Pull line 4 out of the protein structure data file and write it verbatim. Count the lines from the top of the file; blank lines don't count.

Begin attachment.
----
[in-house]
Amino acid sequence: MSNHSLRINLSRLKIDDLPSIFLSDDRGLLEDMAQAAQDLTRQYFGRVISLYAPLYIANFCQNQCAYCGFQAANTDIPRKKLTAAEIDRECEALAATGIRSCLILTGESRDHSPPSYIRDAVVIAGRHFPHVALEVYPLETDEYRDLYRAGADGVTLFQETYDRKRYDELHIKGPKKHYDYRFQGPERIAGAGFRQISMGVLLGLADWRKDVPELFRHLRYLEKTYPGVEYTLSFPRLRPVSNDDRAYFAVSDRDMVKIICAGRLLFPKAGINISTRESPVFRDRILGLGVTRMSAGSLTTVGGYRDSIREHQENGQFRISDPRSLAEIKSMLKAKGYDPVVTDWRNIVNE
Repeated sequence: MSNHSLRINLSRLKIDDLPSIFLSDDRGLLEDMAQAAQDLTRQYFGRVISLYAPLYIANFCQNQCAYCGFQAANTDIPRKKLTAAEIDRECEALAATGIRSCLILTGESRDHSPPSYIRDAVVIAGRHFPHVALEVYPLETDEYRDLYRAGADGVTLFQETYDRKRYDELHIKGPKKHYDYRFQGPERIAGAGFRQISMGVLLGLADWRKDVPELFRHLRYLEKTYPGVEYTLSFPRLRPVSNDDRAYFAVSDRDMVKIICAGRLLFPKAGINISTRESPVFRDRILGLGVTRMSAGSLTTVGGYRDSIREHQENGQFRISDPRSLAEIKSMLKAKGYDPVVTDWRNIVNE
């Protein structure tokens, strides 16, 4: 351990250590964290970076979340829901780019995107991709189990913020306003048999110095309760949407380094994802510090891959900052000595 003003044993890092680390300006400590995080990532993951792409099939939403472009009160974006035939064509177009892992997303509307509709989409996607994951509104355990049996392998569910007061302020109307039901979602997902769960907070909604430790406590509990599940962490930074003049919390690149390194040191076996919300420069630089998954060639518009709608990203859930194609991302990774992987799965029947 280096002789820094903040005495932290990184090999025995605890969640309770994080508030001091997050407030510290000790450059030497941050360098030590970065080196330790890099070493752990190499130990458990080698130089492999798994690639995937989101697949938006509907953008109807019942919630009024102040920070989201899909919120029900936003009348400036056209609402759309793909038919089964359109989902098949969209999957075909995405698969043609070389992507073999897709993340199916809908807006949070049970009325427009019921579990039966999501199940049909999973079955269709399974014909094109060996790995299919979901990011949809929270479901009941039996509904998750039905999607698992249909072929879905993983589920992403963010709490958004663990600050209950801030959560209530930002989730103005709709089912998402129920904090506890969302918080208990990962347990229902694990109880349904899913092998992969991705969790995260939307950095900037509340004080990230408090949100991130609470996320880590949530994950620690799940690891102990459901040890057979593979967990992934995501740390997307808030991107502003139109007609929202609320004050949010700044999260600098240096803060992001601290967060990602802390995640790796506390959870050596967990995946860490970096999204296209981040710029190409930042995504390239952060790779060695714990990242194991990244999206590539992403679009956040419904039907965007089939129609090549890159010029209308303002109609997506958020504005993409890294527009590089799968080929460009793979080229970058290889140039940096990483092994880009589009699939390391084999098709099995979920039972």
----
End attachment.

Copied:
């Protein structure tokens, strides 16, 4: 351990250590964290970076979340829901780019995107991709189990913020306003048999110095309760949407380094994802510090891959900052000595 003003044993890092680390300006400590995080990532993951792409099939939403472009009160974006035939064509177009892992997303509307509709989409996607994951509104355990049996392998569910007061302020109307039901979602997902769960907070909604430790406590509990599940962490930074003049919390690149390194040191076996919300420069630089998954060639518009709608990203859930194609991302990774992987799965029947 280096002789820094903040005495932290990184090999025995605890969640309770994080508030001091997050407030510290000790450059030497941050360098030590970065080196330790890099070493752990190499130990458990080698130089492999798994690639995937989101697949938006509907953008109807019942919630009024102040920070989201899909919120029900936003009348400036056209609402759309793909038919089964359109989902098949969209999957075909995405698969043609070389992507073999897709993340199916809908807006949070049970009325427009019921579990039966999501199940049909999973079955269709399974014909094109060996790995299919979901990011949809929270479901009941039996509904998750039905999607698992249909072929879905993983589920992403963010709490958004663990600050209950801030959560209530930002989730103005709709089912998402129920904090506890969302918080208990990962347990229902694990109880349904899913092998992969991705969790995260939307950095900037509340004080990230408090949100991130609470996320880590949530994950620690799940690891102990459901040890057979593979967990992934995501740390997307808030991107502003139109007609929202609320004050949010700044999260600098240096803060992001601290967060990602802390995640790796506390959870050596967990995946860490970096999204296209981040710029190409930042995504390239952060790779060695714990990242194991990244999206590539992403679009956040419904039907965007089939129609090549890159010029209308303002109609997506958020504005993409890294527009590089799968080929460009793979080229970058290889140039940096990483092994880009589009699939390391084999098709099995979920039972």